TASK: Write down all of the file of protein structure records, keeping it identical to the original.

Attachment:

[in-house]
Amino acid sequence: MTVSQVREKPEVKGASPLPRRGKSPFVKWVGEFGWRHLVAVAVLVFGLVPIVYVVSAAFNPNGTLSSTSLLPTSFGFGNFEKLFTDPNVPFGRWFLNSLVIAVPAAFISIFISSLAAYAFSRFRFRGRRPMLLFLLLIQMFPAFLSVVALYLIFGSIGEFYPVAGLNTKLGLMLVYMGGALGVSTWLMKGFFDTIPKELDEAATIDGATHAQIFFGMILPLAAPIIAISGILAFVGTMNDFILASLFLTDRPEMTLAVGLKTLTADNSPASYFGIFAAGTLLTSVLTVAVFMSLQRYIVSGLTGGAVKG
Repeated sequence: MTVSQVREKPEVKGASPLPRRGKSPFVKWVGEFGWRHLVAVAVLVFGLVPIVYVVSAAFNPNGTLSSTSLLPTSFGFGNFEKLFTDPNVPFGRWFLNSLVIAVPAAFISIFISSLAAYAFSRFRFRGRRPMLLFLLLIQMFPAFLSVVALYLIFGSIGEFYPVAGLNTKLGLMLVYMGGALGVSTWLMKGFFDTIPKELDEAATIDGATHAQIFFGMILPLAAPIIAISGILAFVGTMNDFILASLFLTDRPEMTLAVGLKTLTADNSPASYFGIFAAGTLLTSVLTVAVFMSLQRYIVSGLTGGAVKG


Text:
[in-house]
Amino acid sequence: MTVSQVREKPEVKGASPLPRRGKSPFVKWVGEFGWRHLVAVAVLVFGLVPIVYVVSAAFNPNGTLSSTSLLPTSFGFGNFEKLFTDPNVPFGRWFLNSLVIAVPAAFISIFISSLAAYAFSRFRFRGRRPMLLFLLLIQMFPAFLSVVALYLIFGSIGEFYPVAGLNTKLGLMLVYMGGALGVSTWLMKGFFDTIPKELDEAATIDGATHAQIFFGMILPLAAPIIAISGILAFVGTMNDFILASLFLTDRPEMTLAVGLKTLTADNSPASYFGIFAAGTLLTSVLTVAVFMSLQRYIVSGLTGGAVKG
Repeated sequence: MTVSQVREKPEVKGASPLPRRGKSPFVKWVGEFGWRHLVAVAVLVFGLVPIVYVVSAAFNPNGTLSSTSLLPTSFGFGNFEKLFTDPNVPFGRWFLNSLVIAVPAAFISIFISSLAAYAFSRFRFRGRRPMLLFLLLIQMFPAFLSVVALYLIFGSIGEFYPVAGLNTKLGLMLVYMGGALGVSTWLMKGFFDTIPKELDEAATIDGATHAQIFFGMILPLAAPIIAISGILAFVGTMNDFILASLFLTDRPEMTLAVGLKTLTADNSPASYFGIFAAGTLLTSVLTVAVFMSLQRYIVSGLTGGAVKG